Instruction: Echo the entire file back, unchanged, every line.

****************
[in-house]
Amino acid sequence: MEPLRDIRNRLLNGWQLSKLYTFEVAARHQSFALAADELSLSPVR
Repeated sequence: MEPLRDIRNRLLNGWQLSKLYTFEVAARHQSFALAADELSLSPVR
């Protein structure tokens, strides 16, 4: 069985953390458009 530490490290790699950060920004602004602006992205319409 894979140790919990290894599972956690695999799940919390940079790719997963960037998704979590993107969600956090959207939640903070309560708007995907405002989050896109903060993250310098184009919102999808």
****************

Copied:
[in-house]
Amino acid sequence: MEPLRDIRNRLLNGWQLSKLYTFEVAARHQSFALAADELSLSPVR
Repeated sequence: MEPLRDIRNRLLNGWQLSKLYTFEVAARHQSFALAADELSLSPVR
């Protein structure tokens, strides 16, 4: 069985953390458009 530490490290790699950060920004602004602006992205319409 894979140790919990290894599972956690695999799940919390940079790719997963960037998704979590993107969600956090959207939640903070309560708007995907405002989050896109903060993250310098184009919102999808």